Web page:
"Finally, all the people of the household gather in a circle, and each receives from the master a 'smoke blessing'... Weapons against the weird and ghostly vermin were not only greenery, evergreen incense and lights, but noise; shouts, horns, bells, even banging guns, especially on New Year's Day. During the twelve days of Christmas... you must avoid heavy work as much as possible, lest you be tripped up by one of these invisible evil-doers... As in Rome and Babylon, the Twelve Days are full of augury [fortune telling] for the twelve months of the coming year, to each of the twelve days its month of the same order... you may also learn of your own fortune . . . The green boughs can bring you luck, too, if someone switches you with them. Thus it is a good time among Slavs as well as Germanics for the children to collect gifts from the neighbors by going around and switching them with green boughs and reciting good luck ditties." [Count pp. 64-66]
Even the idea of a special "being" bringing gifts to little children at Christmas time is not limited to the American Santa Claus. In Denmark it is a "sprite" named Nisse. In Italy it is an "elderly [male] fairy" named Beffania. In Spain it is the Wise Men. In Mexico it is the Sun God, the feathered serpent named Huitzilopochtli. And children in Switzerland are assured by their parents that the Baby Jesus himself (evidently He never grows up) sneaks in at night and leaves gifts. [Bush, pp. 37-46] So just where is Jesus in all of this?
Where did we get the Mother and Child?
Doesn't it seem a little odd that when people claim to be celebrating the birthday of Christ they focus only on Him as an INFANT? Most people who celebrate birthdays of your own children, do not spend the day just talking about their birth, they have a party with games they enjoy now and with gifts appropriate to their age now. If you celebrate your boss's birthday, you certainly don't just drag out his baby pictures, you have a dinner to honor his accomplishments as an adult. Why is Jesus "frozen in time" as a baby?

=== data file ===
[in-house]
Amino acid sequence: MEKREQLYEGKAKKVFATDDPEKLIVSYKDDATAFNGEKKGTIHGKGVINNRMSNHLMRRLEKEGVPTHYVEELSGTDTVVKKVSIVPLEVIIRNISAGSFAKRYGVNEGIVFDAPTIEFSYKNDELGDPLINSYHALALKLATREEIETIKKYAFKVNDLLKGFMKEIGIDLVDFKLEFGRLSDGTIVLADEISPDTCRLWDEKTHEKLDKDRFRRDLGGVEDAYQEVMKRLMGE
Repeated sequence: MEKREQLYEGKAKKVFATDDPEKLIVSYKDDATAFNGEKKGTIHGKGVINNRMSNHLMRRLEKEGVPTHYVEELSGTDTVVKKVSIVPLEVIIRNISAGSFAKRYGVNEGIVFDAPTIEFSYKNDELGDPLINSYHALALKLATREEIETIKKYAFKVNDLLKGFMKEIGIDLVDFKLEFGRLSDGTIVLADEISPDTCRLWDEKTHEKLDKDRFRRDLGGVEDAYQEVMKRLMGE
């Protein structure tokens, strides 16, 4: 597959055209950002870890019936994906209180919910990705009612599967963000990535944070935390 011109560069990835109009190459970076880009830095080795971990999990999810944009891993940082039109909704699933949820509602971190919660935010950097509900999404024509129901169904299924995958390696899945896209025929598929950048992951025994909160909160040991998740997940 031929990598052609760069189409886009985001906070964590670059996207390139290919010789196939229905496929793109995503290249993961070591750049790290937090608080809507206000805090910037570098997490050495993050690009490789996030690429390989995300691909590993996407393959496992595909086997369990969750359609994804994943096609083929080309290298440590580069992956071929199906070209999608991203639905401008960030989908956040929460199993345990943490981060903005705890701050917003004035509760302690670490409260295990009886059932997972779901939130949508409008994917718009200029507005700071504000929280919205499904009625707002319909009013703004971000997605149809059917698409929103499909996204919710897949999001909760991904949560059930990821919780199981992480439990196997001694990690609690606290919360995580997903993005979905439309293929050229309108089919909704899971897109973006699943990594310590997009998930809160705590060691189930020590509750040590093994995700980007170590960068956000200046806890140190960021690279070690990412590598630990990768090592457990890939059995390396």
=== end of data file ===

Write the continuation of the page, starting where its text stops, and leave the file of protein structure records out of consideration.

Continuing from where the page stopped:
"The earliest Christians were not interested in Jesus' birthday, but by the fourth century they had become very much interested. How this came about is the story of a soil growing. Christmas is a seed which sprouted in that soil.
It sprouted when the Christians at last turned their eyes upon Jesus the infant and Mary His mother. There never would have been a Christmas as we know it without the Madonna and Child. " [Count p. 30]
"Over the years that followed Jesus' death, the Christians tended to lose sight of Him as the refuge of those who labor and are heavy-laden. What mattered the most to them was that, at any moment, He would reappear to be the stern but righteous judge of all mankind. The world was to begin anew with a day of wrathful judgment.
To people who thought this way, the date of Jesus' physical birth could not matter. To celebrate it would have seemed at best pointless, and at worst an evil thing... in 245 A.D. the great Church Father, Origen, declared it to be a sin even to think of keeping the birthday of Christ, 'as though he were a king Pharaoh.'" [Count p. 31]
But by the fourth century...
"The thoughts of people had been changing. This is the same century in which we find Christians regarding Mary the mother of Jesus in a new light. She had long been revered, along with the other saints and apostles; but only along with them. But now, in this same fourth century, we see her emerging as the Queen of Heaven. The Divine Christ had been born both human and divine. Mary had done a thing which certainly no other woman had done. This in itself set her off from all other humanity; but there is something deeper than this bald fact. Mary represented something which the human heart ached for, and the ache was not being solaced." [Count, pp. 34]
What does trimming the tree symbolize?
We do find a description in the Bible that might be a Christmas tree.
"For the customs of the peoples are futile . . . one cuts a tree from the forest, the work of the hands of the workman, with the ax. They decorate it with silver and gold; They fasten it with nails and hammers so that it will not topple." (Jeremiah 10:3-4, NKJV)
There is debate as to whether this verse is talking about a decorated tree, or a carved idol. But in either case, WHAT DOES GOD THINK ABOUT IT? Verse 3 tells us:
"the customs of the peoples are futile; ." (verse 3)
After all this, perhaps you are thinking, "Well, maybe others didn't have Christ as the focal point of Christmas. But I can! I'll trim out the tree and the pagan symbols (don't even buy them or set them up), and just keep the holiday as it was intended. Let's consider that concept. Can we take all the TRUE parts and leave out all the paganism? The first demand would be to find those true parts. How about the date of His birth?